By Van Smith
Baltimore, Feb. 8, 2019
The statewide phenomenon of police in Maryland disproportionately arresting African Americans on drug charges is profoundly clear in FSC’s analyses of Maryland State Police (MSP) crime data. (And it’s an ongoing problem in Baltimore City, starkly reported by Baltimore Fishbowl in December.) But in the Baltimore region, another disparity also leaps out from the data – while city police are only occasionally arresting people for cannabis possession now, suburban cops have hardly reined in their pot-arrest instincts.
What’s more, Baltimore City and the surrounding suburban counties have switched places when it comes to the prevalence of cannabis-possession arrests since 2010. The city saw one such arrest for every 90 residents in 2010, while in the suburbs the figure was one in every 320 residents. In 2016, the surburban number had inched up to one in every 580 residents – but in the city, it had climbed precipitously to one pot-possession arrest for every 1,280 residents, a striking change.
The chart above shows the switch started to occur around 2013, when roughly the same number of pot-possession arrests occurred in the city versus the suburbs. After that, the city’s number of such arrests dropped to below 500 a year, while in the suburbs – the data are for Anne Arundel, Baltimore, Carroll, Harford, and Howard counties – they remained in the high 3000s.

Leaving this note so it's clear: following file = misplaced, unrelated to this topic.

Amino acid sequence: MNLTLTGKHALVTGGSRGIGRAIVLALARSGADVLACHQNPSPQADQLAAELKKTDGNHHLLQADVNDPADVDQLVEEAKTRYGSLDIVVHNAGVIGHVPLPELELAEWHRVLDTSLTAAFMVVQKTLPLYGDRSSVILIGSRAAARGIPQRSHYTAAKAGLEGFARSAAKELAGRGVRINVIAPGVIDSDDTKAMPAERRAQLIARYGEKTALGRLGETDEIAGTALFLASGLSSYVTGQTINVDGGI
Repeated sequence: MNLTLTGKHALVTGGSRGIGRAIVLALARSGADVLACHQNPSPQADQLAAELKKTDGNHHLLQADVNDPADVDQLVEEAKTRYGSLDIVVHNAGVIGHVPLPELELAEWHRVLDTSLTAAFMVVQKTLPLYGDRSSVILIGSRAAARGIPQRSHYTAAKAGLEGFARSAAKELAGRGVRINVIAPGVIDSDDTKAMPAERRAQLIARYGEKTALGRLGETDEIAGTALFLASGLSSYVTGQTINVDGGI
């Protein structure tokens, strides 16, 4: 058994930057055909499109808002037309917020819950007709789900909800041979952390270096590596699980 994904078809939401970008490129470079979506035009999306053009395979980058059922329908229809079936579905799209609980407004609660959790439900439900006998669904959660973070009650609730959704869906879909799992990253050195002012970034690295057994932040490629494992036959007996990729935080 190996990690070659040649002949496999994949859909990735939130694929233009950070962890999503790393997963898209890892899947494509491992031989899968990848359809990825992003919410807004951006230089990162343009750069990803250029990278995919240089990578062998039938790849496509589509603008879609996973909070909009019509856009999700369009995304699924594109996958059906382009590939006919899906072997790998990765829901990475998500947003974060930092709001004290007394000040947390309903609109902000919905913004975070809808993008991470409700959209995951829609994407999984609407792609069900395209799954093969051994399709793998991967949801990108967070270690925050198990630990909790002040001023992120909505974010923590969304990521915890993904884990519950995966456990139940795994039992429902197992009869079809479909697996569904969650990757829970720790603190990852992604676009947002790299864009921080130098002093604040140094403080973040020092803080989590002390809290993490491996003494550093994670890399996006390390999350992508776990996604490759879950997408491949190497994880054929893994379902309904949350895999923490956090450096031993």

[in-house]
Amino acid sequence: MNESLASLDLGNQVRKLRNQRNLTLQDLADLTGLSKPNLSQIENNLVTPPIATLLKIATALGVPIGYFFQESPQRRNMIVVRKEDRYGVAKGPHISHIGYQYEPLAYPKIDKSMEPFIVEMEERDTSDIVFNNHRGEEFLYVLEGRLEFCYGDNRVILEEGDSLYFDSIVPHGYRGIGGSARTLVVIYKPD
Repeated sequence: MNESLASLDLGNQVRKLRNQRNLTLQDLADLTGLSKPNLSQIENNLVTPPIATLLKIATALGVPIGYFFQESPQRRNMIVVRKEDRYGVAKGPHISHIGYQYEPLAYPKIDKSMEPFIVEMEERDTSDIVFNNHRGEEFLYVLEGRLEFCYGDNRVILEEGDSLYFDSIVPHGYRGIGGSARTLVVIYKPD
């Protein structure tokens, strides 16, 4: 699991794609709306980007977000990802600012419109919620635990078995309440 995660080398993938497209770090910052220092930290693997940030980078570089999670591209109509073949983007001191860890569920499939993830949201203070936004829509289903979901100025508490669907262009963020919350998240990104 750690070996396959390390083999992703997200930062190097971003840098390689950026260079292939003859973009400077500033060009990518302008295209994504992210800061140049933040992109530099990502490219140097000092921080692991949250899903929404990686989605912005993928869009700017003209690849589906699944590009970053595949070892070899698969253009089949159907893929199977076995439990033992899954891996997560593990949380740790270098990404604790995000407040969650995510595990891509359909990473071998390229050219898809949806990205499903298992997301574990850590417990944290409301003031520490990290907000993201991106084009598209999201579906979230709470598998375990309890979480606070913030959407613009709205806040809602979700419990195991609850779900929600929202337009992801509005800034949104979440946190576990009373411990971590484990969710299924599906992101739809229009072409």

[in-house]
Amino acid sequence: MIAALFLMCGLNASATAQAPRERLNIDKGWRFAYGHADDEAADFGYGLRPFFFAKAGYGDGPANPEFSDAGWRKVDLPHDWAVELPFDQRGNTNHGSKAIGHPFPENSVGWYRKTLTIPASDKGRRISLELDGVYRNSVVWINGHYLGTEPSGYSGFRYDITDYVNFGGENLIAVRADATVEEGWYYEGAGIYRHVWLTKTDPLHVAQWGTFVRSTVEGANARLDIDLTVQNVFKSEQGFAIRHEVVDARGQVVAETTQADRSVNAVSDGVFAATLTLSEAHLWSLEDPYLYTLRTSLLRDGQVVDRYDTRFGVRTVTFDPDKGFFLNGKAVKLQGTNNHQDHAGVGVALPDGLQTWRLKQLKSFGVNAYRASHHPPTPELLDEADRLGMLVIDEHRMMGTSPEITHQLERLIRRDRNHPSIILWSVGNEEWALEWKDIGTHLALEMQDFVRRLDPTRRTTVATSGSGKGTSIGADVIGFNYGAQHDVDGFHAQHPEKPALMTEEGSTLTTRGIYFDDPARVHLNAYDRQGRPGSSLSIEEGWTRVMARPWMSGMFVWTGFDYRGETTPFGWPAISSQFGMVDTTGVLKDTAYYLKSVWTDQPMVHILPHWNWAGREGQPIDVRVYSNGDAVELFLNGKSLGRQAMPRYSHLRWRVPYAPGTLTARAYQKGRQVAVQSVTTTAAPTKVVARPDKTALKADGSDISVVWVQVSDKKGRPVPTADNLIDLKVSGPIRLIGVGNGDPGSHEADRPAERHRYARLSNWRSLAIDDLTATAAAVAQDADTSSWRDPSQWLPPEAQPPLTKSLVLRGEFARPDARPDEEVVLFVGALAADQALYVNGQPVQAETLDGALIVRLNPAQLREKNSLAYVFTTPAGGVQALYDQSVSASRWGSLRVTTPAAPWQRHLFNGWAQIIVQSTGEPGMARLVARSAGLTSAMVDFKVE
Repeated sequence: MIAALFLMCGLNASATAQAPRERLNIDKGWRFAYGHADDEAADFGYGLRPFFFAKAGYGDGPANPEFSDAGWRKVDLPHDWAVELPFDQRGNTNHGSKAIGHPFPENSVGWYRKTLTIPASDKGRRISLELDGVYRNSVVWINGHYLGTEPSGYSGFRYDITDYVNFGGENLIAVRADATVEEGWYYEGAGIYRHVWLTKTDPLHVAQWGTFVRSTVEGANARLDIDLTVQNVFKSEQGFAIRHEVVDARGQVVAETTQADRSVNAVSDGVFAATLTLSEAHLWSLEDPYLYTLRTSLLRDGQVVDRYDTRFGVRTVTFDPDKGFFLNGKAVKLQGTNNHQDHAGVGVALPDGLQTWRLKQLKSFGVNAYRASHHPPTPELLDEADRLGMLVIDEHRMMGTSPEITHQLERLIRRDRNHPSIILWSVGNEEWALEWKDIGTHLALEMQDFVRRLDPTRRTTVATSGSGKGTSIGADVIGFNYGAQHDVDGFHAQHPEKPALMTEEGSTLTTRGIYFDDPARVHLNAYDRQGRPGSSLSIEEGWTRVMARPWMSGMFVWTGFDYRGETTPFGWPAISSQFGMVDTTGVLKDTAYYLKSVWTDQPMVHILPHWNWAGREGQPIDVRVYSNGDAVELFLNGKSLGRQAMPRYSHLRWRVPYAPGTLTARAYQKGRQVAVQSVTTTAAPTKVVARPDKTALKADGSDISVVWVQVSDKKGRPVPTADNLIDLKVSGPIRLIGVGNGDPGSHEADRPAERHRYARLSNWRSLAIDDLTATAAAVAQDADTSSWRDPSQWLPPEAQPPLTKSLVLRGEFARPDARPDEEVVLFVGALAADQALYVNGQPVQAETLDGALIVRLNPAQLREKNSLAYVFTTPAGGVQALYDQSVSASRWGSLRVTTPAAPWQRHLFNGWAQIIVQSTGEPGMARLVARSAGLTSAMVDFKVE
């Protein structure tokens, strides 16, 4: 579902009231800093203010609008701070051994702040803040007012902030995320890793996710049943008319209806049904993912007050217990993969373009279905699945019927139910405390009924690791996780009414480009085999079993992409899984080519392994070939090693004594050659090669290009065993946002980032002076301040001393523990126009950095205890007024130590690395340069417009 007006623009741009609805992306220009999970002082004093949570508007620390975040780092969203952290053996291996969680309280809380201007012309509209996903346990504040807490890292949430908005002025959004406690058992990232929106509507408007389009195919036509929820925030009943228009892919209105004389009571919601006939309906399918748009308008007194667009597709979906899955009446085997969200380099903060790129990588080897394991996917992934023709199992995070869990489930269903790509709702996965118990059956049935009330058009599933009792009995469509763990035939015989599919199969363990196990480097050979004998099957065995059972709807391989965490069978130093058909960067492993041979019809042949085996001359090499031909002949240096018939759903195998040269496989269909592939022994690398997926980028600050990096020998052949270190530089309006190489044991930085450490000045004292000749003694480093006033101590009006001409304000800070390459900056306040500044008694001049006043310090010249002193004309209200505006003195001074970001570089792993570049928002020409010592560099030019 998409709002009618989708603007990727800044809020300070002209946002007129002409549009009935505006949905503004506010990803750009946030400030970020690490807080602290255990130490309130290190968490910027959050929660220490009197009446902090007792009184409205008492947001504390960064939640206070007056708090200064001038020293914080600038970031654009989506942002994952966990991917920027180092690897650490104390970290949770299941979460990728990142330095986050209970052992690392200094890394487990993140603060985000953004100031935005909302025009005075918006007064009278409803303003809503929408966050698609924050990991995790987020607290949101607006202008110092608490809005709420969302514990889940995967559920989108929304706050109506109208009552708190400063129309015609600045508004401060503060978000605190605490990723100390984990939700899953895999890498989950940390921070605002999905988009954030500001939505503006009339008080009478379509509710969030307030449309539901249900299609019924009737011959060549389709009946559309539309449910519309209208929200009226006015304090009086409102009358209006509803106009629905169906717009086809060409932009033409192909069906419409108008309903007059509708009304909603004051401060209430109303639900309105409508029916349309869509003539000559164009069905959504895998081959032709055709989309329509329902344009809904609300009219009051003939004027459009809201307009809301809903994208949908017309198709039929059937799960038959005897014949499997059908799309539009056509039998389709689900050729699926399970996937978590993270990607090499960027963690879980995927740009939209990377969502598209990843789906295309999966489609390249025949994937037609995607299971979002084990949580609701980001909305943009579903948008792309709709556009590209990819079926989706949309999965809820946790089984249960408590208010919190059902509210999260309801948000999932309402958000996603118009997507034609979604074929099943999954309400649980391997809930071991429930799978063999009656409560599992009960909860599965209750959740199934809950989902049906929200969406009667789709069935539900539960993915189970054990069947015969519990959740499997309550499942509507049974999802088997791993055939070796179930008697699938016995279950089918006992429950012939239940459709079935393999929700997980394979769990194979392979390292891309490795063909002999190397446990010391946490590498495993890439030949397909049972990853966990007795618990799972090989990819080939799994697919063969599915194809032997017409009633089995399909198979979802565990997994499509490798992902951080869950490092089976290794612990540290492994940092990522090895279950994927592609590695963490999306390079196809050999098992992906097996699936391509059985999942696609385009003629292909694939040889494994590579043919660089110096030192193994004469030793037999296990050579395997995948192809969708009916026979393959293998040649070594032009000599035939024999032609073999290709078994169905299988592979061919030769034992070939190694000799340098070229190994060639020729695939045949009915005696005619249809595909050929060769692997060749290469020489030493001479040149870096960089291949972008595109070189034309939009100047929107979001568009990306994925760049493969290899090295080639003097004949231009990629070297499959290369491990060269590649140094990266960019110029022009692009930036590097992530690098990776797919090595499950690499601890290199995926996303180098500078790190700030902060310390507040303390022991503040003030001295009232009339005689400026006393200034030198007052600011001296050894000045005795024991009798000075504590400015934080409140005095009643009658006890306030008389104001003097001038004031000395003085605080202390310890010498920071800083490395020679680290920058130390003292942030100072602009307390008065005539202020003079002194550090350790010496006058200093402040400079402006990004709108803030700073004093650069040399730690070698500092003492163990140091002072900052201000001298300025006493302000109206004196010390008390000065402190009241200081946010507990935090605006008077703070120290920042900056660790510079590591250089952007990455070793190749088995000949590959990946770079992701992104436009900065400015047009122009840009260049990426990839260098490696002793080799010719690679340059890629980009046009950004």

Pot-possession enforcement in Baltimore City has become almost rare, with a rapid drop in the proportion of all drugs arrests that were for pot possession starting in 2014 – and falling to below 10 perent thereafter. In the surrounding counties and statewide, though, enforcement intensity remains high – nearly 50 percent in the suburbs, which is high by the counties’ historical standards, even as statewide it dropped below 50 percent after consistently hovering around 60 percent since 2003.
Here’s the usual caveat: arrest data are blunt, missing critical nuances that come only with knowing the particular facts and circumstances of each arrest. A pot-possession arrest, for instance, could be counted as such even though the arrestee was also being charged with assault and handgun violations. Or a pot-possession arrest could arise from only one charge, brought by a cop who wanted to take a problem citizen off the streets. The MSP data don’t tell such stories, but FSC still has found them to be a handy source for unearthing big-picture arrest trends.